Heat/mass transport

Local thermodynamic state control for efficiency

The performance of thermal energy devices are substantially influenced by heat and mass transport occurring inside their boundaries or externally with environments. To raise their energy conversion efficiency while lowering irreversible losses, it is critical to elucidate local thermal/mechanical/chemical phenomena and control heat and mass transfer processes. Our goal is to characterize local thermodynamic states, find out the relationship between them and heat and mass transport, and determine the control mechanism for improving the performance.

1. Solid oxide electrolysis cell (SOEC) for energy storage

As renewable energy technologies have been implemented in the market, it is necessary to develop methodologies to alleviate their power fluctuation and match supply and demand. This requires the development of large-scale energy storage. Under these circumstances, storing electrical energy in the form of chemical energy by producing synthetic gas through solid oxide electrolysis cells has been introduced as a promising option. Such syngas can be further processed to produce synthetic liquid fuels or value-added plastics. The MES lab has investigated primary reaction pathways and the effect of species transport, suggested in-situ nano-alloying processes to manufacture SOEC embedded with catalysts, provided methodologies to control cell operations, and enhanced energy storage capacity.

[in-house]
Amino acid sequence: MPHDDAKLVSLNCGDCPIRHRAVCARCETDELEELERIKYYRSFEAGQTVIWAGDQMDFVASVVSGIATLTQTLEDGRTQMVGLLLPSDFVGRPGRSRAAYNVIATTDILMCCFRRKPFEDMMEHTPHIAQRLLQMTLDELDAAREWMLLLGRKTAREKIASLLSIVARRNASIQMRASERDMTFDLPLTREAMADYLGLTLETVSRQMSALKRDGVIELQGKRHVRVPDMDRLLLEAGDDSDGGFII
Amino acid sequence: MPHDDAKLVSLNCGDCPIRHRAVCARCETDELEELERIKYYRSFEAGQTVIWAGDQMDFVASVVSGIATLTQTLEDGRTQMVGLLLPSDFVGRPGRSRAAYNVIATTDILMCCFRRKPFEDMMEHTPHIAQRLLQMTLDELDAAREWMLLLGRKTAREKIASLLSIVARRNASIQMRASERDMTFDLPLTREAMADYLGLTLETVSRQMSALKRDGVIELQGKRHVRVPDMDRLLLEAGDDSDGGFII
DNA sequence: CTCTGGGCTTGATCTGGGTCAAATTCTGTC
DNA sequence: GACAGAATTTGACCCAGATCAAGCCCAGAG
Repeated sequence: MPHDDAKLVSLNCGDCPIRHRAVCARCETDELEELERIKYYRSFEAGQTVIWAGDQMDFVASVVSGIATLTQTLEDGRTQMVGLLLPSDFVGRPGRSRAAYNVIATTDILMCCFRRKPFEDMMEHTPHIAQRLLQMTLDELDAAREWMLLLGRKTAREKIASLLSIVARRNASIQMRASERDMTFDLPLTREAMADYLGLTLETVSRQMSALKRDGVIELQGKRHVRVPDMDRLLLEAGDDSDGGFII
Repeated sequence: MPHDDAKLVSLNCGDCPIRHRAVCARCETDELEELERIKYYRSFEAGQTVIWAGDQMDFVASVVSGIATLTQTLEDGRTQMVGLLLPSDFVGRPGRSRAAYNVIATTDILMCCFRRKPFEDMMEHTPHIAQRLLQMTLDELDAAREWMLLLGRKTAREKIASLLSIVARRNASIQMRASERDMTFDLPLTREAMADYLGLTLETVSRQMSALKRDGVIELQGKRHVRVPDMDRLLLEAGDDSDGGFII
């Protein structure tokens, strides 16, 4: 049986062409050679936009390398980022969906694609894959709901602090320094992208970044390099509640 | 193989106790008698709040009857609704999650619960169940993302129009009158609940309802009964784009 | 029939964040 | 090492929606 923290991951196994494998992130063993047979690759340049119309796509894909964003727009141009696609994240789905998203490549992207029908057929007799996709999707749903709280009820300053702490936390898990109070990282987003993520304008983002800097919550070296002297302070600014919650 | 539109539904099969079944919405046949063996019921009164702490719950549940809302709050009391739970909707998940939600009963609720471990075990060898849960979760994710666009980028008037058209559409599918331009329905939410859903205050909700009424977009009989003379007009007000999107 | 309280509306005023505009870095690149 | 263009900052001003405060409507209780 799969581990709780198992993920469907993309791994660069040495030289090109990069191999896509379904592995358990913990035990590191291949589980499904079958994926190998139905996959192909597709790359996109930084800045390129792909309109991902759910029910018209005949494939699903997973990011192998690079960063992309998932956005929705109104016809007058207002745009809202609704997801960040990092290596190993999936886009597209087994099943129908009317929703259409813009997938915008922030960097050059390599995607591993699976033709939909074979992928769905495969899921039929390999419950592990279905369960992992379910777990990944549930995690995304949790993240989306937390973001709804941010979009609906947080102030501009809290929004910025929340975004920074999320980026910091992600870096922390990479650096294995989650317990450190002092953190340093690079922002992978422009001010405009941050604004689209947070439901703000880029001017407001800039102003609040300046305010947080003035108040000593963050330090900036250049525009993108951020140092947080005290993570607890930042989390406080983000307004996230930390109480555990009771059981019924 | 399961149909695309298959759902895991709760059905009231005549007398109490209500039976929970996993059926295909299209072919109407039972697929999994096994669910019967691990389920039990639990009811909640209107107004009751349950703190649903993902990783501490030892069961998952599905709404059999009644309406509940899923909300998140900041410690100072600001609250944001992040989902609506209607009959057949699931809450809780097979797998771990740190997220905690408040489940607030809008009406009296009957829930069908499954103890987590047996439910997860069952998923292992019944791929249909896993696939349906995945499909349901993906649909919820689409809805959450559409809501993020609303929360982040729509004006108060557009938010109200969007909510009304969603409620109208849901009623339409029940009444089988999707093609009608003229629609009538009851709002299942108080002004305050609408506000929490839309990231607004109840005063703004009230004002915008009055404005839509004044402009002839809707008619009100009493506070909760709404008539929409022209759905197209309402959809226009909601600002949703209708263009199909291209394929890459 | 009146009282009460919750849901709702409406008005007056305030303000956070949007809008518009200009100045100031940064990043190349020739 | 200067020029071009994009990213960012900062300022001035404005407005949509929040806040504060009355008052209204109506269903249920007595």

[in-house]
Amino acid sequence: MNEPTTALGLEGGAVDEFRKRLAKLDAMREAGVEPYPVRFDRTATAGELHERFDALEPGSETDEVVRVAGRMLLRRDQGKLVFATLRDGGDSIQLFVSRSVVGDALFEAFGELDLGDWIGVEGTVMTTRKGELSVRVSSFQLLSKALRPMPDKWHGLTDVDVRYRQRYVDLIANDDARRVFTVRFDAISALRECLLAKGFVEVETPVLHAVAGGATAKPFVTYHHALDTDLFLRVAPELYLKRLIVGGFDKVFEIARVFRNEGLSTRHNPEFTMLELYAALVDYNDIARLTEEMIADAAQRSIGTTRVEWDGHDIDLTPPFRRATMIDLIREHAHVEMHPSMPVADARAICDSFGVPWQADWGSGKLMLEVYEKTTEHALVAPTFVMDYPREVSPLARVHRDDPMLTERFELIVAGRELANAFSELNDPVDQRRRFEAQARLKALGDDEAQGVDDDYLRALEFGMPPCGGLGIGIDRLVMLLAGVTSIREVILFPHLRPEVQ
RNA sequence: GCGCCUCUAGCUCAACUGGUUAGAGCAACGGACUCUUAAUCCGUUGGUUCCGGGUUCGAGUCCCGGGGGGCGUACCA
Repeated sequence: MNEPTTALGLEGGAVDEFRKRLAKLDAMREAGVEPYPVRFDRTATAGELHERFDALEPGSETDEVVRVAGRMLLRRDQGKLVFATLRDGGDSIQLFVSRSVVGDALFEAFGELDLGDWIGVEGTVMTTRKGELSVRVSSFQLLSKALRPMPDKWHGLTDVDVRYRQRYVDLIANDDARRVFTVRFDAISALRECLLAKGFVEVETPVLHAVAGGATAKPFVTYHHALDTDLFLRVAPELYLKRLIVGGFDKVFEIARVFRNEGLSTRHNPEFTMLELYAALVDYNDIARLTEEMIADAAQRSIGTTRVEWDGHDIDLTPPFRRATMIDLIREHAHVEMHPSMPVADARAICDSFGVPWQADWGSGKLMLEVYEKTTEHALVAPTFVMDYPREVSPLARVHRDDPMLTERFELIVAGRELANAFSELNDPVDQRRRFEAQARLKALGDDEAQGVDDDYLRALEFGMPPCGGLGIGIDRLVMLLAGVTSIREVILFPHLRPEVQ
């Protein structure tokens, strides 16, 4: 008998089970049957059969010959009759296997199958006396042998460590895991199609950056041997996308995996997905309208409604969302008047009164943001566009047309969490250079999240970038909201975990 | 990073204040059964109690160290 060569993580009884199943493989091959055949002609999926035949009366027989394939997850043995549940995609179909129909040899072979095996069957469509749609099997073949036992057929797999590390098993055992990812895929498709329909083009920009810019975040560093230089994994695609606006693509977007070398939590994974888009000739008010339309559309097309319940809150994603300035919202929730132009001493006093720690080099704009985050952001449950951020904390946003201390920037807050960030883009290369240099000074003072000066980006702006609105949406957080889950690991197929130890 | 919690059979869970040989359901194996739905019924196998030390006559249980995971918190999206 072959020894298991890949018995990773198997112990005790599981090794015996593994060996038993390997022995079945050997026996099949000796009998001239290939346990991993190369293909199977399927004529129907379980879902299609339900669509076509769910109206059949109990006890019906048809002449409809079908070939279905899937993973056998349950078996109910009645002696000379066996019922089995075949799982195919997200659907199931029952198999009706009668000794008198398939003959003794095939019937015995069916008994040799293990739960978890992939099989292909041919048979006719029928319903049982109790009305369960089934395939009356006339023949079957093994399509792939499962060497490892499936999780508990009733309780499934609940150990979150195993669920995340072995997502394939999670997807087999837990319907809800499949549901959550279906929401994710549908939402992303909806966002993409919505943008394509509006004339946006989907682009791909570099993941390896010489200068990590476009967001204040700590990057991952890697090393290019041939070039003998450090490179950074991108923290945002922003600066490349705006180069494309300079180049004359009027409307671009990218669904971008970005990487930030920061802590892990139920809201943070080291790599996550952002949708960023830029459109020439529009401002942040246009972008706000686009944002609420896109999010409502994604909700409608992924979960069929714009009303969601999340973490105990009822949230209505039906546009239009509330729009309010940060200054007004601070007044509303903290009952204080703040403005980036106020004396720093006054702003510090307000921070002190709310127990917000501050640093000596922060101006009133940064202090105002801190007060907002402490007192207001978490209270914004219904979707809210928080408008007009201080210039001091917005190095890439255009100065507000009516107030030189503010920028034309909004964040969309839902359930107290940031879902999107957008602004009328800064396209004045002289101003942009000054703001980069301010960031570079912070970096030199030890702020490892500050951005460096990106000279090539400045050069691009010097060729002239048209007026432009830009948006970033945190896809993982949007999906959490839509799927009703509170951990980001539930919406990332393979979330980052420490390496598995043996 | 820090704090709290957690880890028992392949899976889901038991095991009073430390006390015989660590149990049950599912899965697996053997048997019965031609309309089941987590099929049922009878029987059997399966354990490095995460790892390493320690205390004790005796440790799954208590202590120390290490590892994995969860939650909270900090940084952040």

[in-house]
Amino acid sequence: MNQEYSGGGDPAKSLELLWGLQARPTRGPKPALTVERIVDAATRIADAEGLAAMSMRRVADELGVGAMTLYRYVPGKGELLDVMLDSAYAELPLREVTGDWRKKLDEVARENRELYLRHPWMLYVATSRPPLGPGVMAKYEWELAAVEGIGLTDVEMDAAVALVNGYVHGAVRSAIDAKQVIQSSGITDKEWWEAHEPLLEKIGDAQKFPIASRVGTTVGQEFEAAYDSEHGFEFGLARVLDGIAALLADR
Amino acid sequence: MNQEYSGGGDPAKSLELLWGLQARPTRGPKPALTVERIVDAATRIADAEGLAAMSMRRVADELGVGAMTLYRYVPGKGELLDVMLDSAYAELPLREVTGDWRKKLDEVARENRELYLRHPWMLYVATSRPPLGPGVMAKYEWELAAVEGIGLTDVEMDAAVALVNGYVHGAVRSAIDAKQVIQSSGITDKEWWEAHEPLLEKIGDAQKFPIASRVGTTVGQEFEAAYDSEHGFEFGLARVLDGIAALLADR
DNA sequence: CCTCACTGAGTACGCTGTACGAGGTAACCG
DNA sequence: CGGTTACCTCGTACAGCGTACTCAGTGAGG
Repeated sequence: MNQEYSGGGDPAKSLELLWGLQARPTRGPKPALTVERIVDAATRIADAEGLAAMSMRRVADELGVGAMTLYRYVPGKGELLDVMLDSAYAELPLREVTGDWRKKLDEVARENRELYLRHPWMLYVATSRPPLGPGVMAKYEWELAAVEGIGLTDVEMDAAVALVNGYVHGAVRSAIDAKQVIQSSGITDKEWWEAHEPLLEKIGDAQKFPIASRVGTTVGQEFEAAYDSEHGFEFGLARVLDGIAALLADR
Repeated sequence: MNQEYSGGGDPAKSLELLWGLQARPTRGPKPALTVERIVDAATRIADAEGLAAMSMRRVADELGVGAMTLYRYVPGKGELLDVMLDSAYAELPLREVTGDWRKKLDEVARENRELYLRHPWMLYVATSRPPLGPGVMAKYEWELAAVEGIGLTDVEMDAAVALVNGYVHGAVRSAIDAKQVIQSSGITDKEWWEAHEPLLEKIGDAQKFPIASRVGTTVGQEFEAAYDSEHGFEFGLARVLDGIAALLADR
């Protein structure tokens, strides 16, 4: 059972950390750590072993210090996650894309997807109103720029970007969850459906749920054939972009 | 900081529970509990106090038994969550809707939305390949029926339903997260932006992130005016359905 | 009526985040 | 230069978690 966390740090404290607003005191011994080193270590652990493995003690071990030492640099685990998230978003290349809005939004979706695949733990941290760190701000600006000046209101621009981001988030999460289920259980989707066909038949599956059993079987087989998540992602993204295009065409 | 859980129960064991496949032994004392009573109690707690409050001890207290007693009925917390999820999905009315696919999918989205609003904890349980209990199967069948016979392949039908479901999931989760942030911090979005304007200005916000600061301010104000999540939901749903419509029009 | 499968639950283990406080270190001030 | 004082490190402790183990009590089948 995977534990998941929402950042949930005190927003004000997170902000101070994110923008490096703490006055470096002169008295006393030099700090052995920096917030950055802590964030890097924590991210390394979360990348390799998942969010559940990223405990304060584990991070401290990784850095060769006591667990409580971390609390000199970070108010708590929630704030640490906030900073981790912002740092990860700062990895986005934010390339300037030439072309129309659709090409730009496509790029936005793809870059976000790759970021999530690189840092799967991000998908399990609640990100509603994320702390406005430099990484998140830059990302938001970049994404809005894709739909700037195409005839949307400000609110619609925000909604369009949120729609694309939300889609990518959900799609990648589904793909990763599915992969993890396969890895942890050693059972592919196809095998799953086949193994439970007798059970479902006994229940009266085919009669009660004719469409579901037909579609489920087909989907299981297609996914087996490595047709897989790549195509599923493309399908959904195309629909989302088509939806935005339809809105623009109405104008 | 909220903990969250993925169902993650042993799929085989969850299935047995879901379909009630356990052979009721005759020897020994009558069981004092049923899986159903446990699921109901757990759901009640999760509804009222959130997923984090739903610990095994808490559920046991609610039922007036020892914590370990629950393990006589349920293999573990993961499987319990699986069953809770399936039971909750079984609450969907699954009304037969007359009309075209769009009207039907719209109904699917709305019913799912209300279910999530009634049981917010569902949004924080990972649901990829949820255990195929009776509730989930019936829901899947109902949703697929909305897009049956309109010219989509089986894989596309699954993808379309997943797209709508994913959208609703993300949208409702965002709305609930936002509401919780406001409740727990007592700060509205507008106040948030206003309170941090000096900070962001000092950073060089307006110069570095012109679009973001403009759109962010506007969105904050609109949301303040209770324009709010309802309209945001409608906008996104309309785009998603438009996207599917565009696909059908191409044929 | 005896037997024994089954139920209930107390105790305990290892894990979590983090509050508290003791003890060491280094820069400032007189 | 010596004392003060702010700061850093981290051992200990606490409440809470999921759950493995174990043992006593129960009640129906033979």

2. Oxygen transport membrane reactor

With shale gas production booming, there have been great needs for effective utilization of natural gas. By using dense ceramic membranes which have mixed ionic-electronic conductivities, oxygen is selectively separated from the air stream through ion transport processes, enabling fuel conversion in a controlled manner. Such oxygen transport membrane reactors can be used for gas reforming, oxy-fuel combustion or higher hydrocarbon synthesis. Moreover, thin membranes with a thickness of few hundreds of microns and their stacked structure result in substantially small footprints required for reactor installation. In these reactors, oxygen permeation and fuel conversion are strongly coupled through the local thermodynamic state in the vicinity of the membrane. To elucidate and control these coupled reaction-transport processes, the MES lab has fabricated asymmetric membranes, characterized local thermodynamic state numerically and experimentally, examined the phenomena occurring in the very proximity of the membrane, and derived key parameters to control heat and mass transport.